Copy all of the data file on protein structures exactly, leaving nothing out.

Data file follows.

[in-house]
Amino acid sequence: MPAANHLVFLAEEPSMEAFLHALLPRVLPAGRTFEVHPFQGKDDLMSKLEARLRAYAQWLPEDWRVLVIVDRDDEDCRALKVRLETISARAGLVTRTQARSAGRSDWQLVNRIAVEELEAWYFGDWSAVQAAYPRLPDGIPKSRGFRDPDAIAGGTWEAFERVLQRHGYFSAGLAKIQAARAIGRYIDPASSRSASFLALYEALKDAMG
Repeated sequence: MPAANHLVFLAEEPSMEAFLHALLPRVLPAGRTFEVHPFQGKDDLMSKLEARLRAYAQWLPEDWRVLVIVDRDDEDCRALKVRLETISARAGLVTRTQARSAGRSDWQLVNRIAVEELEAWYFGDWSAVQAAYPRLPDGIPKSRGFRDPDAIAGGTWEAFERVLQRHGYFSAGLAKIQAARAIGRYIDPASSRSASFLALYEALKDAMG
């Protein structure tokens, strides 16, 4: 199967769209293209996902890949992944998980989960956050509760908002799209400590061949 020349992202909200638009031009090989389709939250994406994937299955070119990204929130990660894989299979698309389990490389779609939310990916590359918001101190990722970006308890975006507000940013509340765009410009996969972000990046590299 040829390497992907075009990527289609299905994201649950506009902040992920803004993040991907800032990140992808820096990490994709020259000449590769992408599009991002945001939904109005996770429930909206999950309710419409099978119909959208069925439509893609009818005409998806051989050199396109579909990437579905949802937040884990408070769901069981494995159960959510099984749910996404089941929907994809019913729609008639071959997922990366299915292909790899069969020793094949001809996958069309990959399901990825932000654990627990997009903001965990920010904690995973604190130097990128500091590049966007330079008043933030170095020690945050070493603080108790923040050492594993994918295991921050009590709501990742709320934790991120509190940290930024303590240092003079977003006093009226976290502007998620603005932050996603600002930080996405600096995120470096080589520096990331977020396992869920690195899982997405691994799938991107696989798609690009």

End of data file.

[in-house]
Amino acid sequence: MPAANHLVFLAEEPSMEAFLHALLPRVLPAGRTFEVHPFQGKDDLMSKLEARLRAYAQWLPEDWRVLVIVDRDDEDCRALKVRLETISARAGLVTRTQARSAGRSDWQLVNRIAVEELEAWYFGDWSAVQAAYPRLPDGIPKSRGFRDPDAIAGGTWEAFERVLQRHGYFSAGLAKIQAARAIGRYIDPASSRSASFLALYEALKDAMG
Repeated sequence: MPAANHLVFLAEEPSMEAFLHALLPRVLPAGRTFEVHPFQGKDDLMSKLEARLRAYAQWLPEDWRVLVIVDRDDEDCRALKVRLETISARAGLVTRTQARSAGRSDWQLVNRIAVEELEAWYFGDWSAVQAAYPRLPDGIPKSRGFRDPDAIAGGTWEAFERVLQRHGYFSAGLAKIQAARAIGRYIDPASSRSASFLALYEALKDAMG
């Protein structure tokens, strides 16, 4: 199967769209293209996902890949992944998980989960956050509760908002799209400590061949 020349992202909200638009031009090989389709939250994406994937299955070119990204929130990660894989299979698309389990490389779609939310990916590359918001101190990722970006308890975006507000940013509340765009410009996969972000990046590299 040829390497992907075009990527289609299905994201649950506009902040992920803004993040991907800032990140992808820096990490994709020259000449590769992408599009991002945001939904109005996770429930909206999950309710419409099978119909959208069925439509893609009818005409998806051989050199396109579909990437579905949802937040884990408070769901069981494995159960959510099984749910996404089941929907994809019913729609008639071959997922990366299915292909790899069969020793094949001809996958069309990959399901990825932000654990627990997009903001965990920010904690995973604190130097990128500091590049966007330079008043933030170095020690945050070493603080108790923040050492594993994918295991921050009590709501990742709320934790991120509190940290930024303590240092003079977003006093009226976290502007998620603005932050996603600002930080996405600096995120470096080589520096990331977020396992869920690195899982997405691994799938991107696989798609690009």